Bevin has previously supported Paul’s White House bid. And his comments could prove awkward this weekend. Paul is scheduled to stump for Bevin at a rally Saturday in Frankfort.
Bevin said he thinks “the world of Rand” but at this point he’s “looking at people who I think would have the best chance of uniting all the pieces.”
“In terms of who I would select right now for the next president he would not be the first choice that I would make,” Bevin said.
Support for Paul’s presidential campaign has been flagging in recent months, with only a little more than 2 percent of likely Republican voters saying they’d vote for him, according to a recent Wall Street Journal/ NBC Poll.
In the gubernatorial debate Wednesday morning, Bevin’s Democratic opponent Jack Conway pounced on his opponent’s comments.
“Wow that’s going to make for a testy campaign event this weekend, Matt,” Conway said.
After the debate, Bevin turned to Twitter to say he’s not endorsing any presidential candidates.
“To be clear..I like Ben Carson, but am not endorsing him or anyone for POTUS..Have never endorsed in my life..If I did would #,” Bevin tweeted.
Conway refused to say who he would vote for in the presidential race, except that he would vote for the Democratic nominee.
Independent candidate Drew Curtis said he would vote for Republican candidate Donald Trump.
In the hour-long debate, candidates discussed abortion, coal and tax returns.
In response to a question about whether defunding the state’s share for Planned Parenthood, Conway said he doesn’t support any public money going for abortion services. But he didn’t say he would pull the state funding for Planned Parenthood.
“I would prefer to see all family planning be done in the private context,” Conway said.
Bevin, who supports defunding the program, called Conway’s response a “cop out.”
Drew Curtis said that the first thing he would do as governor would be to “drop a big fat audit” on the Kentucky’s pension systems, which have denied open records requests of their financial details.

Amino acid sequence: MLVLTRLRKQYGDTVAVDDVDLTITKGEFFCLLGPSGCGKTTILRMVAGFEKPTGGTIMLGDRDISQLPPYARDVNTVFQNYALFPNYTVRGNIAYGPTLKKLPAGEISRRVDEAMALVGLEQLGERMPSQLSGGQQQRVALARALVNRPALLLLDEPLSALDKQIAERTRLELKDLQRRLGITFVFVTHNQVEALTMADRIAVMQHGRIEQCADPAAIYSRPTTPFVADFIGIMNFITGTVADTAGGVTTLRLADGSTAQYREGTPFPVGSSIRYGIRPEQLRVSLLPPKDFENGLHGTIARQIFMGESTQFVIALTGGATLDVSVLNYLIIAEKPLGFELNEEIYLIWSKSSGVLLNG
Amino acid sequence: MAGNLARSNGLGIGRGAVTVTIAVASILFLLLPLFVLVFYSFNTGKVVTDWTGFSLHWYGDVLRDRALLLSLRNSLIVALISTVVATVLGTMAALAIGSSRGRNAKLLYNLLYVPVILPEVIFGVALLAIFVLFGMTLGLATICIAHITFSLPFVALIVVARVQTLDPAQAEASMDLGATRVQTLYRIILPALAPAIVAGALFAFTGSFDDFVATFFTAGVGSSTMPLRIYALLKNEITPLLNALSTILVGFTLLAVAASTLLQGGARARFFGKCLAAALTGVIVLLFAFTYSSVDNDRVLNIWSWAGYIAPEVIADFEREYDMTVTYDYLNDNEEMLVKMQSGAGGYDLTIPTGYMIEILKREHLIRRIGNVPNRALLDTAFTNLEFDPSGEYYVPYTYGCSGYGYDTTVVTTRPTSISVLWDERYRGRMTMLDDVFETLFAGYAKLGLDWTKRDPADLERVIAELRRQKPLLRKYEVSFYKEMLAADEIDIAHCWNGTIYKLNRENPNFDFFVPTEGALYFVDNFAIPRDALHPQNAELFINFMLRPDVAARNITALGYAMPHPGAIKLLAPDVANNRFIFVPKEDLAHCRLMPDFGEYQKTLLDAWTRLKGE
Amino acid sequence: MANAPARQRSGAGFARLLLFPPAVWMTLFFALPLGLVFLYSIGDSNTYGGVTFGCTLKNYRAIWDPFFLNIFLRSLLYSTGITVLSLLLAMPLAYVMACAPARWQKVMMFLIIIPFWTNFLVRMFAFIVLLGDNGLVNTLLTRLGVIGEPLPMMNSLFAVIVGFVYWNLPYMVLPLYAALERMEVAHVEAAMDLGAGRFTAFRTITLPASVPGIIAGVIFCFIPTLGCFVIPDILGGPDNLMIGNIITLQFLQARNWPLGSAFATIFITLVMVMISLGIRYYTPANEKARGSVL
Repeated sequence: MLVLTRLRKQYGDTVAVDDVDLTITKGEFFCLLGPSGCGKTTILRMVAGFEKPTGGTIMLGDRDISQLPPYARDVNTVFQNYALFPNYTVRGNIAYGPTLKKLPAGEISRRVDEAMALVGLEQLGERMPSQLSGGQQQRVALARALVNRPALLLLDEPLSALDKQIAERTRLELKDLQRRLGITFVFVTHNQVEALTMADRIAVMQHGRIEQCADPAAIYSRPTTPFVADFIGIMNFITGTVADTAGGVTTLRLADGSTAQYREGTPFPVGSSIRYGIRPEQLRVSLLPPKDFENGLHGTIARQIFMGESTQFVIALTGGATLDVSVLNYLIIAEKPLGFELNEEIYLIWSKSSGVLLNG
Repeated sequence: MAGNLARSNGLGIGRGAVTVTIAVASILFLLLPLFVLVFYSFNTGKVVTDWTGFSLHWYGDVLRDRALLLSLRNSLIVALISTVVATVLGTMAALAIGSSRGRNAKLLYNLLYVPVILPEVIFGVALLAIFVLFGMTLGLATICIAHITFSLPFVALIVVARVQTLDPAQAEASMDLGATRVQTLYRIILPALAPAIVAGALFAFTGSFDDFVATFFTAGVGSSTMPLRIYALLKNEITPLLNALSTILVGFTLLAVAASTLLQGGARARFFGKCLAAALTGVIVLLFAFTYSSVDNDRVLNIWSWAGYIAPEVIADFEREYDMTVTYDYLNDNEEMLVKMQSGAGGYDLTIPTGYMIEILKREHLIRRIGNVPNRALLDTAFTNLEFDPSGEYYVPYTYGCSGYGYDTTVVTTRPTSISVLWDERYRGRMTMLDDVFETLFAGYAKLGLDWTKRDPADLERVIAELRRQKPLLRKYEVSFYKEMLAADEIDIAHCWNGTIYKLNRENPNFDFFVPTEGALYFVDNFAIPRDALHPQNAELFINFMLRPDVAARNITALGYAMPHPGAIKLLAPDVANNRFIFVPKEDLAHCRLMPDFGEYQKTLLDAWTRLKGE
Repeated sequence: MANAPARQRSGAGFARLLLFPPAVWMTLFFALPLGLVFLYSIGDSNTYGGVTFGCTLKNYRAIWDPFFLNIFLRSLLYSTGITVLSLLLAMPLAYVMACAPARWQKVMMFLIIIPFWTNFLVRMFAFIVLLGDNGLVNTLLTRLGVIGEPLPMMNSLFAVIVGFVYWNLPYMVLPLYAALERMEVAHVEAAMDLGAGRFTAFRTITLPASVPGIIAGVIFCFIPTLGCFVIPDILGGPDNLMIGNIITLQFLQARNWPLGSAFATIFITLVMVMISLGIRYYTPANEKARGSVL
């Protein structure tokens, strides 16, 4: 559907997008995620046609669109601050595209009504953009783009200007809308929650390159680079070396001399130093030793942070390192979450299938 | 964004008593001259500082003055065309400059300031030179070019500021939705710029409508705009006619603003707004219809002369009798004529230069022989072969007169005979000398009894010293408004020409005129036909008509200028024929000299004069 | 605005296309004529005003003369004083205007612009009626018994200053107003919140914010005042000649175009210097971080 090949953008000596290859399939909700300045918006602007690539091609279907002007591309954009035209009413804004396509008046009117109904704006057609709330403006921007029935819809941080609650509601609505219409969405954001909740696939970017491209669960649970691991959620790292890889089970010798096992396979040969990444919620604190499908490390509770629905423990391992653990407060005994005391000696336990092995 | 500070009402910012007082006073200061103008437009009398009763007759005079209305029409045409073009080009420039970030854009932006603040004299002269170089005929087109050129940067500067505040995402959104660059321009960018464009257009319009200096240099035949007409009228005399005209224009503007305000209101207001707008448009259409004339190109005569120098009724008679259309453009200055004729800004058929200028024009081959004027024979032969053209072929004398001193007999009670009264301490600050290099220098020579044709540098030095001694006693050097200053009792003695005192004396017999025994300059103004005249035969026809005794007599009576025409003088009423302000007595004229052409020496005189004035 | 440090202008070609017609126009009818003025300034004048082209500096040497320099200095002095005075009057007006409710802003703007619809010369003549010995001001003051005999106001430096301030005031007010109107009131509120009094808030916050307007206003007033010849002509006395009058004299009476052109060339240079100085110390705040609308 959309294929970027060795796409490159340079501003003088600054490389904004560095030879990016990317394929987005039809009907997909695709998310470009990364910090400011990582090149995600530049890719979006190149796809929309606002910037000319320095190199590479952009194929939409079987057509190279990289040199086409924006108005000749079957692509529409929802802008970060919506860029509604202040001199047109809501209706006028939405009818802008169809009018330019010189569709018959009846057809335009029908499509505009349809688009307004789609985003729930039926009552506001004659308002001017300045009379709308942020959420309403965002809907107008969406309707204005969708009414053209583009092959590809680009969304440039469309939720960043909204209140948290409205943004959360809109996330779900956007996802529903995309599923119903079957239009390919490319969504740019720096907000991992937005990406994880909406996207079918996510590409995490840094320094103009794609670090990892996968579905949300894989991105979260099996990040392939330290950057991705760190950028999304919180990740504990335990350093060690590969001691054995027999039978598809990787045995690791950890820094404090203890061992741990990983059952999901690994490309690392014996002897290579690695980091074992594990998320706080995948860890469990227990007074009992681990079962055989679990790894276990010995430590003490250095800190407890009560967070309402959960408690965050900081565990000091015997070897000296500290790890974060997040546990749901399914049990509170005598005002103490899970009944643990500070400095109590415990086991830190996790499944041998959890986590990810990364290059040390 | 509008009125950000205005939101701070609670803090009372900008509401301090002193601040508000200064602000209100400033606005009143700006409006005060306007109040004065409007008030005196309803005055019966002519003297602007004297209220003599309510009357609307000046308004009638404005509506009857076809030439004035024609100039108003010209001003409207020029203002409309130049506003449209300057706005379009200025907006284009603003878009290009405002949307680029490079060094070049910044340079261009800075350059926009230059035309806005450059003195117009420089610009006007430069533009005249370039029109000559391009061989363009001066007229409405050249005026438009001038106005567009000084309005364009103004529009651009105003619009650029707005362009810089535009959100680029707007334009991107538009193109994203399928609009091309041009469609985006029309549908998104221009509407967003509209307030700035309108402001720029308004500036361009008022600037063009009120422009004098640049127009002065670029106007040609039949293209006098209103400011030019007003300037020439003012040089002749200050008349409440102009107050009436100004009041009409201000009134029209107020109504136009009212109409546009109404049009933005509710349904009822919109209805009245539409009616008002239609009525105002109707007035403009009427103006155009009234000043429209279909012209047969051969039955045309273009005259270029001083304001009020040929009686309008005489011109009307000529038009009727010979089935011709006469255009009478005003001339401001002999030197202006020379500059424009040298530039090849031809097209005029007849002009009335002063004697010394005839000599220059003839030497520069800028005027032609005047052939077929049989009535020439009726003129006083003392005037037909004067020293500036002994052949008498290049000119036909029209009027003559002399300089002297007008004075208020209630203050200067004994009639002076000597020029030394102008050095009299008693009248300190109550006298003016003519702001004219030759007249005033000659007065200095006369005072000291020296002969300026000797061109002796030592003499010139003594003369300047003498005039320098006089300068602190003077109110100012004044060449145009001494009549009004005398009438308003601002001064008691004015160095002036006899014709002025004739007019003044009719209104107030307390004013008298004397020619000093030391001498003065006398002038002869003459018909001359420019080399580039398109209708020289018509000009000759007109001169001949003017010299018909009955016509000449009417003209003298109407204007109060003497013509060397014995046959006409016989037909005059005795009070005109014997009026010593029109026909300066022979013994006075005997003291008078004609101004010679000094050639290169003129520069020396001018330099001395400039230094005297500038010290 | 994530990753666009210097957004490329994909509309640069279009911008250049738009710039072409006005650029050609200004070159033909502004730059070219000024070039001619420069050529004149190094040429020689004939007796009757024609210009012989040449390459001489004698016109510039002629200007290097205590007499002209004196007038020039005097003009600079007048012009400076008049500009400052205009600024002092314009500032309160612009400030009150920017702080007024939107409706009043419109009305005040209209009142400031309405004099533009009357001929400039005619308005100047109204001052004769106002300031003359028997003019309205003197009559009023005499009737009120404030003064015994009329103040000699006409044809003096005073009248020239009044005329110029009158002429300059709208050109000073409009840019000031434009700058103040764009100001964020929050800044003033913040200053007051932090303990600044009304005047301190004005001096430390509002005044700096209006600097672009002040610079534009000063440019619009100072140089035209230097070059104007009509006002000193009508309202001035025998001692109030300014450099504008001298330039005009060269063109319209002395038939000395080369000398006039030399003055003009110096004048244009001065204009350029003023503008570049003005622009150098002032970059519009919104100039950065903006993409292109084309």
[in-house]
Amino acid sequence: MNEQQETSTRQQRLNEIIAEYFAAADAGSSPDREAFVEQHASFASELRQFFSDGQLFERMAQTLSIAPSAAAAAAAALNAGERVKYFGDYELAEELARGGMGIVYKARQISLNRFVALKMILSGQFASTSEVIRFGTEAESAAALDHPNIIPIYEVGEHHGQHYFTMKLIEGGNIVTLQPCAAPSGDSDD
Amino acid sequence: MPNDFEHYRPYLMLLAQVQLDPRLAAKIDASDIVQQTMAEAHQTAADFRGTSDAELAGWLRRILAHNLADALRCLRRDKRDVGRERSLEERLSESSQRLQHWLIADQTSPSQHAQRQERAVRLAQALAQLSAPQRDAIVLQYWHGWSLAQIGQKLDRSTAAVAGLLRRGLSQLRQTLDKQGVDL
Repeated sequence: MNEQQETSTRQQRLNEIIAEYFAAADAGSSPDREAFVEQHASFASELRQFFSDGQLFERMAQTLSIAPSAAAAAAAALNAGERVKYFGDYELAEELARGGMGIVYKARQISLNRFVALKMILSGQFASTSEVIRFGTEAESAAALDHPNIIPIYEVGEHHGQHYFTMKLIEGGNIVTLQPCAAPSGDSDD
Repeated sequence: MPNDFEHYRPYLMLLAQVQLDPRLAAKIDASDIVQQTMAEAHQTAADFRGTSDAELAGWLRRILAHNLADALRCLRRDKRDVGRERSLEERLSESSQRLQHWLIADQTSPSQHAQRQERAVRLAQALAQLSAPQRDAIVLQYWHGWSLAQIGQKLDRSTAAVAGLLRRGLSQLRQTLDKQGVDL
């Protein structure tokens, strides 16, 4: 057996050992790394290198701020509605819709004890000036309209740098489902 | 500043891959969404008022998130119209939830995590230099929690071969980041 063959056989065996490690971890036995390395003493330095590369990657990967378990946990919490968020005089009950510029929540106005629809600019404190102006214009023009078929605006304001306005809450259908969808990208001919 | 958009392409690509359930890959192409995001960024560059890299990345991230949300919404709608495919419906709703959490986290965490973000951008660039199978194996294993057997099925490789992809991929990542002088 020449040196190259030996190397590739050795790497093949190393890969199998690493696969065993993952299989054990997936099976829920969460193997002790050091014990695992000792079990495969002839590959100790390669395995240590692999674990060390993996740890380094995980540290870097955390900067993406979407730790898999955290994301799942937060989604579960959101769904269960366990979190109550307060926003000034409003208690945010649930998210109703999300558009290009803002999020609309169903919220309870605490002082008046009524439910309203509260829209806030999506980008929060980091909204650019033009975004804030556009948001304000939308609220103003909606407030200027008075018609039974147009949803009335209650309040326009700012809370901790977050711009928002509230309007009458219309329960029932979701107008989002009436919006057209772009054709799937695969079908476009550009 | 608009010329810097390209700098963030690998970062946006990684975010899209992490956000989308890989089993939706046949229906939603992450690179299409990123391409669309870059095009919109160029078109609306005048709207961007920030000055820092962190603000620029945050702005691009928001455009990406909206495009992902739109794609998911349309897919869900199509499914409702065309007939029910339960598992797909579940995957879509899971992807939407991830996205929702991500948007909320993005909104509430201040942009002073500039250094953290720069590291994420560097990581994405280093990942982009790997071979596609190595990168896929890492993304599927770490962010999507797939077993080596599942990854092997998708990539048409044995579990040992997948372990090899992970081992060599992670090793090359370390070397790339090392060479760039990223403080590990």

“I find that problematic, I would like to see what’s going on over there,” Curtis said.
Bevin also faced questions about his ongoing refusal to release his tax returns, saying “it’s not the business of people to go into what I’ve done or not done with my money.”
The most recent public opinion poll showed Bevin and Conway in a statistical tie, with Drew Curtis taking 8 percent of the vote. A new poll will be released later today.
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Steve Wilson resigns from U of L Board of Trustees, asks governor to fill position with African-American appointee Tuesday, Sep 29 2015
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Candidates for governor, attorney general discuss gun laws, discrimination and death penalty at Ham Breakfast Friday, Aug 28 2015
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Quadriplegic man says Matt Bevin indicated support for whole plant medical marijuana, though his campaign declines to confirm Thursday, Aug 6 2015
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Zingers and barbecue, but no beef: Kentucky endures another frivolous Fancy Farm Tuesday, Aug 4 2015